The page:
equipment, they make pressure sensors for carpets, mats etc.

Dale
---
The most exciting phrase to hear in science, the one that heralds new
discoveries, is not "Eureka!" (I found it!) but "That's funny ..."
               -- Isaac Asimov

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2001\04\02@095945 by Roman Black

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Jean-Michel Howland wrote:

> OK, good point about explaining more.
>
> Last night I had an accident in my electric wheelchair, I was driving
> around and ended up with my front in stuck in a drain hole, I fell forward,
> barely able to breathe and was stuck like that for 40 minutes.  I never
> want to go through that again so I need a solution.


Ouch! Sorry to hear about your bad experience.
There have been some good suggestions about pressure
mats like used in alarm systems etc, but maybe you
should also look at getting a pendant button as
well. You can buy these commercially with base
station, popular with the elderly who might fall
down and break a hip etc. I think some have dialers
in the base station so you can ring someone for help
too if needed. :o)
-Roman

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2001\04\02@152127 by Chris Carr

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Jean-Michel Howland wrote:

>I thought of 2 possible solutions:

>#1. Build some sort of pendant to wear around my neck that would contain a
>tilt sensor, RF transmitter and a timer.  However this would be bulky to
>wear because I couldn't build it small enough, battery life would be a
>problem and the range would be very small.  In my opinion this is not
>workable.

Snip

I have been thinking about this and believe I may have a solution by
adapting an existing design of mine.
The pendant or badge can be easily built and would be small, un-powered and
could contain a tilt sensor and/or a switch to trigger off an alarm.
The second part of the design, a separate unit mounted on the wheelchair
could be powered by its battery, this could either set an audible
alarm off or trigger a radio transmitter.

If you are interested, Jean-Michel, contact me off list and we will see if
the idea can be refined into a workable solution.

Regards

Chris

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2001\04\02@170613 by Peter L. Peres

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I don't think that the cushion can be made to work reliably. I think that
you should investigate a non-intrusive addition to the $8000 wheelchair,
like a pair of strain gages (the glue-on kind) attached on some convenient
structural elements in the chair, near the wheel bearings. This will
indicate strain (i.e. weight) on each rear wheel. The analog circuitry
required to read the gages can be built for $20 to $50 in parts (Burr
Brown, Linear Tech, Analog Devices etc all have gage amplifiers). You
could trigger on low weight or imbalance (chair tilted at a serious angle
with you in it, or you hanging out of chair sideways while inconscious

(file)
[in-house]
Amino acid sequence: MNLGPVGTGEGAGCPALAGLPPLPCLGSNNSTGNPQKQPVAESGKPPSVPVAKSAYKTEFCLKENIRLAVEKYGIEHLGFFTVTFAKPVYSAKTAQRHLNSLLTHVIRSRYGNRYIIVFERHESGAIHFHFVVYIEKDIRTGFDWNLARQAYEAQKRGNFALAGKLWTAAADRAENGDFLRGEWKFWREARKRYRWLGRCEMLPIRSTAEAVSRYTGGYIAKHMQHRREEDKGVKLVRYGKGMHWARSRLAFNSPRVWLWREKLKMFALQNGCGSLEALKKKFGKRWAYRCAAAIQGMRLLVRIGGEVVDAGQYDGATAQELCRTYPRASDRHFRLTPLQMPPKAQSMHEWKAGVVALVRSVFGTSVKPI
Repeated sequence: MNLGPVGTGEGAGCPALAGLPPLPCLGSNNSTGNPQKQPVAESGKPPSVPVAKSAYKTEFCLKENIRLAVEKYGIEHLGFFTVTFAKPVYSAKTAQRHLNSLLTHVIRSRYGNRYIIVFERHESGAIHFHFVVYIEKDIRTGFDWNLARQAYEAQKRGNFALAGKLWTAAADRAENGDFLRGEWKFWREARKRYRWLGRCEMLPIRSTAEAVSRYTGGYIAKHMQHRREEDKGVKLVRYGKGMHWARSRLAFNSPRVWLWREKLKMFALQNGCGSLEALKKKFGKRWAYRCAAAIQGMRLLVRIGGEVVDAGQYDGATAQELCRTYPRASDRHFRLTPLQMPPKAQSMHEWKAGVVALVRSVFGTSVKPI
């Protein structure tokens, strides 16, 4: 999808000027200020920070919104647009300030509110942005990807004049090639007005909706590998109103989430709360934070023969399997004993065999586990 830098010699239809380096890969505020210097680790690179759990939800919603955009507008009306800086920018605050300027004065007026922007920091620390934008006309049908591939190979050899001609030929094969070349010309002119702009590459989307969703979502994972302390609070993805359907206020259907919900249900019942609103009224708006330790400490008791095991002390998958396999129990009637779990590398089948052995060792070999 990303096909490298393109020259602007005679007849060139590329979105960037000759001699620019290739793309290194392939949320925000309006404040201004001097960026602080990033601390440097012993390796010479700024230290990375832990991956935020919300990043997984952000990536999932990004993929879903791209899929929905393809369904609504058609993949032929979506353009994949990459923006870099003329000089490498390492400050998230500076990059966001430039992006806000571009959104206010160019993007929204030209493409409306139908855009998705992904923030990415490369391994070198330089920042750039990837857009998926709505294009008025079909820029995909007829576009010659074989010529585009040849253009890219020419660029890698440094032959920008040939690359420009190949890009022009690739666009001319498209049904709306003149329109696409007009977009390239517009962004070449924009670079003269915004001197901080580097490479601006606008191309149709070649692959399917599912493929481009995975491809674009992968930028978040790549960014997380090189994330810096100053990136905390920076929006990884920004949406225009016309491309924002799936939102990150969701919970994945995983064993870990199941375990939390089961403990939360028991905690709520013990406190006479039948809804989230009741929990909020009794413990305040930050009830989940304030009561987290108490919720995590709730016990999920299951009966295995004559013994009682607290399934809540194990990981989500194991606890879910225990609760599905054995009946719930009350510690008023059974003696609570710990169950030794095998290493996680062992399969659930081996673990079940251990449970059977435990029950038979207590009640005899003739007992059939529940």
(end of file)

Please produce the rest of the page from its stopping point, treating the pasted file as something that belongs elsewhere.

or hurt), and high weight (front wheel(s) not touching ground).

hope this helps,

Peter

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2001\04\02@210046 by mervin

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The reason I am learning to program PICs was originally to make a car anti
theft device.  For that device I needed a switch that could be placed under
the carpet (and even the padding) of the car.  I found a product called Tape
switch that was perfect http://www.tapeswitch.com/ .
You purchase the switch part in rolls and cut to the length needed then
(with PVC glue) glue on the wire lead end and the terminating end.   They
also sell premade lengths.  Pressure upon any portion of the tape makes a
connection (normally open contact switch).  The tape is flexible and
available with sticky back so it can be used on most any surface without
affixing geminately.  And no I don't work for them, I just thought it to be
the perfect solution for the project. If placed on the seat and maybe also
on the back (giving 2 sensing sources) if the person fell or was removed
from the seat the switch would break and start whatever program .  I am a
mechanical engineer and usually have the problem of over designing a
project, but this would make this project ultra simple.  Dare I say it, it
may not even need a PIC.  Maybe just a 555 to wait X time then turn on
something.
{Original Message removed}

2001\04\06@113528 by Shawn Yates

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A company called Curbel already makes a wheel chair monitor.   There are two
basic kinds.  One is just what you describe, a pad you sit on and if you get
up it sets off an alarm (or triggers an output if you hack it right).  The
second is a clip you clip to the back of you clothing and if you get up or
fall forward the clip has a string that pulls a pin out of a device which
triggers an alarm.

If you want more on these let me know I can get you a phone number and part
number from Curbel.

Shawn

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2001\04\06@113942 by Shawn Yates

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> >#1. Build some sort of pendant to wear around my neck that would contain
a
> >tilt sensor, RF transmitter and a timer.  However this would be bulky to
> >wear because I couldn't build it small enough, battery life would be a
> >problem and the range would be very small.  In my opinion this is not
> >workable.


We sell a product that does exactly this.  Its marketed as a duress call for
the elderly, but all it does is trigger a relay on a receiver.  You have to
be withing about 70 feet of the receiver so you could not mount the receiver